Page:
The political leadership of Greece is trying to convince Europe it can rescue the Hellenic Republic from its debt crisis without spending a dime.
Deputy Finance Minister Philippos Sachinidis said today that Greece is not asking Europe’s wealthier countries for any money now. Instead, he just wants Germany and France to send a message to markets that would bring down the Greece’s borrowing costs.
It’s easy to understand why Greece desperately wants to reduce its borrowing costs. In its last round of refinancing maturing debt, Greece discovered it had to pay almost twice as much as Germany to refinance its maturing debt. If Greece has to continue to borrow at these elevated rates, it will wind up paying as much as 12 per cent of its GDP to foreign bond holders. It’s far from clear that any government on earth could withstand that level of transfer of wealth out of the country.
Simon Johnson has pointed out that “German reparation payments were 2.4 per cent of gross national product from 1925 to 1932, and in the years immediately after 1982 the net transfer of resources from Latin America was 3.5 per cent of GDP (a fifth of its export earnings). Neither of these were good experiences.” What’s more, the rates Greece paid in the last round of refinancing seem cheap for the country with the highest debt to GDP ratio in the world. It’s quite likely that those rates were available because investors were already pricing in a good chance of a euro zone rescue.
This creates a difficult situation for Greece. It has to refinance tens of billions of euros of debt this year. At each round of bond issuances it needs to reassure buyers that the next round will be successful. You don’t want to buy Greek sovereign debt in April if there’s too high of risk of default when Greece comes back to the market in May.
But Greece’s plan is one that should leave anyone tempted to adopt it very wary. He wants the euro zone countries to set up a pool of funds that could be borrowed by any euro zone country whose rates went too high. The hope is that such a fund wouldn’t have to be tapped at all because its very existence would assure investors that Greece wouldn’t face a refinancing crisis when it next comes to market. The hope is that the fund alone will create a confidence in Greek stability.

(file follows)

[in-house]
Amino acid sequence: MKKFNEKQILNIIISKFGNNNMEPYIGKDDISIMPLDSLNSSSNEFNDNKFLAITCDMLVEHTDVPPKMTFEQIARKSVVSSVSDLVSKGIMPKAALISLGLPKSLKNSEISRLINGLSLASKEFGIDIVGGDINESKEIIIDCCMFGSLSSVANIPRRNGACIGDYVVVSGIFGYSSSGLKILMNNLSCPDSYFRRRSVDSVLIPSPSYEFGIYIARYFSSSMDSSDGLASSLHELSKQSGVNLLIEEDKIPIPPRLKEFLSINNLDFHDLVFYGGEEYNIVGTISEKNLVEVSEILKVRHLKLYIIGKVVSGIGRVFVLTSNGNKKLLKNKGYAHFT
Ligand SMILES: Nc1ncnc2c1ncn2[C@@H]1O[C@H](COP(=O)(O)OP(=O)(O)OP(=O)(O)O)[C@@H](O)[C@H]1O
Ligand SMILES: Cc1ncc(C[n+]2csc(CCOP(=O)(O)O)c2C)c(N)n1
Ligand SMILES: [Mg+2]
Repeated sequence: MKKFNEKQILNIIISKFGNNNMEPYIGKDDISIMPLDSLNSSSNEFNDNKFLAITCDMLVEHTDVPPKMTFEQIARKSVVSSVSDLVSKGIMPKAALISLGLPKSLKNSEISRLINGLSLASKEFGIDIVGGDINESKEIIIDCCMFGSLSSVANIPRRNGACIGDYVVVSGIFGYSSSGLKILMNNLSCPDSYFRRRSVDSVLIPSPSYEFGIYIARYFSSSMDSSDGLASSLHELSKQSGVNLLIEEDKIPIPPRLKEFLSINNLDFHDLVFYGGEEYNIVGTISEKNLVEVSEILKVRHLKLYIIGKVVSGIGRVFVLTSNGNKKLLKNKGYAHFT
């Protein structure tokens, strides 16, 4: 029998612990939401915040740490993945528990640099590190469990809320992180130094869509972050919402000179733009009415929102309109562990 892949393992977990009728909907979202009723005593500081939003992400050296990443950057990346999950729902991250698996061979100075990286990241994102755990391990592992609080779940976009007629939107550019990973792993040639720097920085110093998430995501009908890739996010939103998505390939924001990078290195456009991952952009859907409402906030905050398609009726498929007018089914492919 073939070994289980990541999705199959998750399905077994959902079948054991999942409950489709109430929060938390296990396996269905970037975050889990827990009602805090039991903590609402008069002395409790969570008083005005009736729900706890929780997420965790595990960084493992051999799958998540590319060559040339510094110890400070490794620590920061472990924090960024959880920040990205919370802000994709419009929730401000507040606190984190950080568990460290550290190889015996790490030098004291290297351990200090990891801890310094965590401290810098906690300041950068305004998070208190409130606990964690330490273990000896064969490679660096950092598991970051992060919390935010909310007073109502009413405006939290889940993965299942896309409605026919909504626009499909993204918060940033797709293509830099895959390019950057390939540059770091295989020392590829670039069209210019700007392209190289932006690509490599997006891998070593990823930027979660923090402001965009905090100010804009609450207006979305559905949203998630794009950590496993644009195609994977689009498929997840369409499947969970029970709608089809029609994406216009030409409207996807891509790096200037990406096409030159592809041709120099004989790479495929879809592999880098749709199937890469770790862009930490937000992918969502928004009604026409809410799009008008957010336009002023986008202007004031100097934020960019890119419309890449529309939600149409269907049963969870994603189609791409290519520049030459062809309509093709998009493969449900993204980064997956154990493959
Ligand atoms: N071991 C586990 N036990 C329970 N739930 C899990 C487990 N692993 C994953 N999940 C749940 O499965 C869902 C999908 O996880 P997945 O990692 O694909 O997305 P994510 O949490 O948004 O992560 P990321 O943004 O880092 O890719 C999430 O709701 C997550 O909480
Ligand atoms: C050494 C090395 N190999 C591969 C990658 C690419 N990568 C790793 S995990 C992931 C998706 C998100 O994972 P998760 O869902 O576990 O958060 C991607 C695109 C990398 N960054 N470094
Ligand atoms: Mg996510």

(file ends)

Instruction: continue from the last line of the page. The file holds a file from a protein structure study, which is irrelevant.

This might sound familiar to anyone who remembers the financial debacle of Fannie Mae and Freddie Mac. Early in the summer of 2008, then Treasury Secretary Hank Paulson urged Congress to authorise him to explicitly back the debt of Fannie and Freddie. The theory was the same as the Greek plan: if the market were confident the mortgage giants had a federal backstop, they would be able to raise debt cheaply enough to survive their financial troubles.
“If you have a squirt gun in your pocket you may have to take it out. If you’ve got a bazooka, and people know you’ve got it, you may not have to take it out,” Paulson said.
We all know how that ended. Paulson was forced to take out the bazooka by the end of August. The bill for rescue of Fannie Mae alone has already amounted to over $75 billion. Together the bailouts of the two companies now cost more than the $100 billion economists estimate home buyers ever saved due to lower mortgage rates subsidized by Fannie and Freddie On Christmas Eve 2009, the Obama administration removed a $200 billion aid limit on each company, extending unlimited backing through 2012.
Greek’s continue to blame the reluctance of their euro zone comrades to provide a bailout fund on a lack of “political will.” But what is really lacking is a willingness on the part of ordinary Germans and French to suspend their disbelief and engage in a costly financial fiction, and a fear of the politicians of those countries of forcing that fiction on their people.
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